WAUWATOSA – Creation of a state-leveraged venture capital fund that would spur company formation and job growth over time was recommended Thursday in a report by the 58-member Wisconsin Growth Capital Coalition.

The report was released during the fifth annual Resource Rendezvous conference in Wauwatosa, which attracted start-up companies and investors.

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Released at the start of the Wisconsin Legislature’s fall floor period, the report recommended:

* Creation of a “master” fund-of-funds that would invest in 14 to 20 venture capital funds over time. The creation of a $350-million, state-leveraged, privately managed fund-of-funds would spur private co-investment at home and beyond. These recipient funds will raise an additional $350 million to $1.05 billion in aggregate and commit to offices, staff and investments in Wisconsin.

* Rapid deployment of some portion of the fund by utilizing indigenous Wisconsin funds with existing structures, network connections and deal-flow pipelines. Investor networks and funds report there are deals on the table today that could be closed within six months of enactment.

* Rapid deployment would also be enhanced through creation of Wisconsin Angel Acceleration Funds, which would establish angel “sidecar” or co-investment funds that would be used to match “super-angel,” angel network and fund investments. Because angel networks and funds are close to the action in Wisconsin, they would be able to invest money quickly through existing deal-flow pipelines. This would also enhance deal flow for venture funds later in the capital continuum.

* Investments would be made across the full capital continuum, from seed stage to growth stages.

* This state-leveraged fund could be backed by taxpayer guarantees and tax credits, which could eliminate the state’s need to incur direct debt. The fund would be constructed in a way that mitigates taxpayer risk and pays back the state’s investment over time.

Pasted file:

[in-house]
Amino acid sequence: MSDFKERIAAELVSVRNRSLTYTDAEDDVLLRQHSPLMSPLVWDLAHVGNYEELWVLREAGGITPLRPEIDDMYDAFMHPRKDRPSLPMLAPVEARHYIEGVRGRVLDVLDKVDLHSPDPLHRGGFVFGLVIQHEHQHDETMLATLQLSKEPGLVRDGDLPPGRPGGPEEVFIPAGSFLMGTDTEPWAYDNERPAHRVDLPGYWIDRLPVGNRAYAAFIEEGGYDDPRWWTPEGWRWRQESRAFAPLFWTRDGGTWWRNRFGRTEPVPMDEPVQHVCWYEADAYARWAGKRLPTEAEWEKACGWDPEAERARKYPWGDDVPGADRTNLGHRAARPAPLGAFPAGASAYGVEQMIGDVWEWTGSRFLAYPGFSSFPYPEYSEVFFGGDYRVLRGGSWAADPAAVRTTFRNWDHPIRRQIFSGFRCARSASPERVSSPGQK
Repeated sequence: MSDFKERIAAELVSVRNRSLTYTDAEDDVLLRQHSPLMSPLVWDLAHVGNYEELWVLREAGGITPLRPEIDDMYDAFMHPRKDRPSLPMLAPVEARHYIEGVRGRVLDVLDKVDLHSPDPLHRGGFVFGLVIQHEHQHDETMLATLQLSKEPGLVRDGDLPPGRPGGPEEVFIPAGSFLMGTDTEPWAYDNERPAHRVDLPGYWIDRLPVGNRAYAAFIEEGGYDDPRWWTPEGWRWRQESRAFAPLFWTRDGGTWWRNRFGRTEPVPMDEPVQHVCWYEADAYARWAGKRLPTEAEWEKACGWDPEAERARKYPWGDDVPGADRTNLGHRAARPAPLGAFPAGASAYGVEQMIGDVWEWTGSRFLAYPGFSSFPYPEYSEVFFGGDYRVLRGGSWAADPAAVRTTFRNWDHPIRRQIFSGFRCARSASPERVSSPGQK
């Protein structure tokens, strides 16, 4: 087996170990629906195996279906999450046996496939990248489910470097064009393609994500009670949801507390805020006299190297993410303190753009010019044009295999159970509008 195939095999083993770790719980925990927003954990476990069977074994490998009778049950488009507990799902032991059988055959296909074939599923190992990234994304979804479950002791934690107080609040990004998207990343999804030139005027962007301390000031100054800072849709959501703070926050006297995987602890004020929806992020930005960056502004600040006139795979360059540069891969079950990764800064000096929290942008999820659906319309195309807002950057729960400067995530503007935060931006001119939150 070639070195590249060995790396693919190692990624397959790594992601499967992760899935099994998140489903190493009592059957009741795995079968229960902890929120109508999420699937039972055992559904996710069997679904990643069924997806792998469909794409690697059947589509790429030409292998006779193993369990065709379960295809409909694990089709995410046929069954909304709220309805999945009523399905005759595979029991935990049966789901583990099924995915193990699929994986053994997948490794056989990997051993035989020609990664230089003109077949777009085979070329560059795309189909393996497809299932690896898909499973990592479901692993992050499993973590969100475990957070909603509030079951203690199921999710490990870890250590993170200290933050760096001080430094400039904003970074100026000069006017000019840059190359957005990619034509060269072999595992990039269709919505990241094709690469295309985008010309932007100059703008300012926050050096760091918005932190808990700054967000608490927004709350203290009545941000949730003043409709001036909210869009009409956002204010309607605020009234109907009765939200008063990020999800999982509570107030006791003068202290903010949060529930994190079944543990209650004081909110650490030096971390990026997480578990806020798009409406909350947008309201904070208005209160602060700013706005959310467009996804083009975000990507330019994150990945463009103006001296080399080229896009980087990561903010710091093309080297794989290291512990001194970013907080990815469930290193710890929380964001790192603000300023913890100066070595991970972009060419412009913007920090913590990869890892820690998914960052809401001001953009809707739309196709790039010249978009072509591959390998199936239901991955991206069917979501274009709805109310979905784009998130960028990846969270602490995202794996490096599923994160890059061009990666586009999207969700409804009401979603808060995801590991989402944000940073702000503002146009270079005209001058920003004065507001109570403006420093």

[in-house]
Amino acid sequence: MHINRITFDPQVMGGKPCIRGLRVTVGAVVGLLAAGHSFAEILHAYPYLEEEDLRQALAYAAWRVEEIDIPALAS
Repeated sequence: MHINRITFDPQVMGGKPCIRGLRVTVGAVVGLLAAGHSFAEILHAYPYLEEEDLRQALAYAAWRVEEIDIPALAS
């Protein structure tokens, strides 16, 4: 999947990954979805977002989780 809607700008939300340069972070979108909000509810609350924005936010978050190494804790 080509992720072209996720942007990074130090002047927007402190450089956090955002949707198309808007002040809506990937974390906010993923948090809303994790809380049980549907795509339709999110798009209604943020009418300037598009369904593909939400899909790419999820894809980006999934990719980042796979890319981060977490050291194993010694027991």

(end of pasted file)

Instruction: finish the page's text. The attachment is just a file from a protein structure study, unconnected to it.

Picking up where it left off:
* Professional fund management should be competitively selected, which brings experience, national perspective and existing co-investment relationships to Wisconsin’s table.

* Industry clusters with high-growth, high-wage job creation potential would be targeted.

* In addition to attracting out-of-state funds, this approach accelerates and catalyzes development of indigenous Wisconsin funds. The coalition recommends that a minimum of the one-third ($117 million at the target of $350 million) be committed to “Certified Wisconsin Funds,” with the flexibility to exceed that percentage. Coalition members agreed one of the best ways to create venture capital in Wisconsin is to increase the number of funds that are sourcing and competing for homegrown deals.

* The fund could be sustained over time with an “evergreen” feature that re-invests a certain percentage of state tax revenue growth from companies in designated sectors.

An online version of the full, 36-page report is available at http://wisconsintechnologycouncil.com/uploads/WGCC_BuildlingCompanies_final.pdf

The Growth Capital Coalition was reactivated through the Wisconsin Technology Council and its Wisconsin Angel Network to provide policymakers with non-partisan advice on proposed venture capital legislation. The report does not endorse any specific bill, but offers specific recommendations based on findings of best practices in Wisconsin and beyond.

The Wisconsin Legislature is expected to consider venture capital legislation during its fall floor period. Gov. Scott Walker and key legislators in both parties have indicated such legislation is a priority.

“The coalition views this report as roadmap for state policymakers on the best and most efficient way to leverage the state’s limited resources to catalyze venture and angel capital investments, and management in Wisconsin,” said coalition member Tim Keane of the Golden Angels Network and director of the Marquette University’s Kohler Center for Entrepreneurship.

“Wisconsin has a strong tradition of entrepreneurship,” said former Wisconsin Commerce Secretary Dick Leinenkugel, also a member of the coalition. “Think of the marquee companies, headquartered in Wisconsin, that are our economic calling cards – Oshkosh Corp., S.C. Johnson, Johnson Controls, Manitowoc Company, Harley-Davidson, Briggs & Stratton, Johnsonville, Kohler, Kohl’s and Quad Graphics. These companies all have one thing in common: They were named after the Wisconsin municipality of their founding or the last name of their founders.

“There is no truer evidence of entrepreneurial spark. However, that spark requires fuel to ignite.”